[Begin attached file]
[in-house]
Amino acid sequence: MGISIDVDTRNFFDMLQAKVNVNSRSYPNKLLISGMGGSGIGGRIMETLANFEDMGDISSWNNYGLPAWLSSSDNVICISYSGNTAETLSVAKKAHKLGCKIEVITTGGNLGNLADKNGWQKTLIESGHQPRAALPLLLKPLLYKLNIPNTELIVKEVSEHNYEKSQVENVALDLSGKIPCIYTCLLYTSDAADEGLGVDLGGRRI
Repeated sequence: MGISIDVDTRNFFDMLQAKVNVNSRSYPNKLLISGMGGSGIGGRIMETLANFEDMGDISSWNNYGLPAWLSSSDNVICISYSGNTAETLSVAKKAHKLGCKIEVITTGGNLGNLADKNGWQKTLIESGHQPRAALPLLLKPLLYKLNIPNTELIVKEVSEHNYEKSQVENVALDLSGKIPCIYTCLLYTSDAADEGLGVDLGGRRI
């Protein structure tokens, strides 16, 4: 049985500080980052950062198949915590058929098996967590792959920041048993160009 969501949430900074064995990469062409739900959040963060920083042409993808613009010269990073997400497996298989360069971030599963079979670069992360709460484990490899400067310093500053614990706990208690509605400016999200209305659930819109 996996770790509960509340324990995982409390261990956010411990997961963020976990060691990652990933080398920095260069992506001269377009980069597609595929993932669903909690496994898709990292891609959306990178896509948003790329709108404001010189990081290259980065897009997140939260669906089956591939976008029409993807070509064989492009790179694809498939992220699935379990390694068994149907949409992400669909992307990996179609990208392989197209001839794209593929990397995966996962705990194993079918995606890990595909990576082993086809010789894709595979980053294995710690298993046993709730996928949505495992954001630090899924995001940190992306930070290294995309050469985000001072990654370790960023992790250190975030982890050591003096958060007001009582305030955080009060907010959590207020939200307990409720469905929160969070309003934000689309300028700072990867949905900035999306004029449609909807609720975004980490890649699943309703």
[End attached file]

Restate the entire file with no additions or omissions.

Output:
[in-house]
Amino acid sequence: MGISIDVDTRNFFDMLQAKVNVNSRSYPNKLLISGMGGSGIGGRIMETLANFEDMGDISSWNNYGLPAWLSSSDNVICISYSGNTAETLSVAKKAHKLGCKIEVITTGGNLGNLADKNGWQKTLIESGHQPRAALPLLLKPLLYKLNIPNTELIVKEVSEHNYEKSQVENVALDLSGKIPCIYTCLLYTSDAADEGLGVDLGGRRI
Repeated sequence: MGISIDVDTRNFFDMLQAKVNVNSRSYPNKLLISGMGGSGIGGRIMETLANFEDMGDISSWNNYGLPAWLSSSDNVICISYSGNTAETLSVAKKAHKLGCKIEVITTGGNLGNLADKNGWQKTLIESGHQPRAALPLLLKPLLYKLNIPNTELIVKEVSEHNYEKSQVENVALDLSGKIPCIYTCLLYTSDAADEGLGVDLGGRRI
């Protein structure tokens, strides 16, 4: 049985500080980052950062198949915590058929098996967590792959920041048993160009 969501949430900074064995990469062409739900959040963060920083042409993808613009010269990073997400497996298989360069971030599963079979670069992360709460484990490899400067310093500053614990706990208690509605400016999200209305659930819109 996996770790509960509340324990995982409390261990956010411990997961963020976990060691990652990933080398920095260069992506001269377009980069597609595929993932669903909690496994898709990292891609959306990178896509948003790329709108404001010189990081290259980065897009997140939260669906089956591939976008029409993807070509064989492009790179694809498939992220699935379990390694068994149907949409992400669909992307990996179609990208392989197209001839794209593929990397995966996962705990194993079918995606890990595909990576082993086809010789894709595979980053294995710690298993046993709730996928949505495992954001630090899924995001940190992306930070290294995309050469985000001072990654370790960023992790250190975030982890050591003096958060007001009582305030955080009060907010959590207020939200307990409720469905929160969070309003934000689309300028700072990867949905900035999306004029449609909807609720975004980490890649699943309703």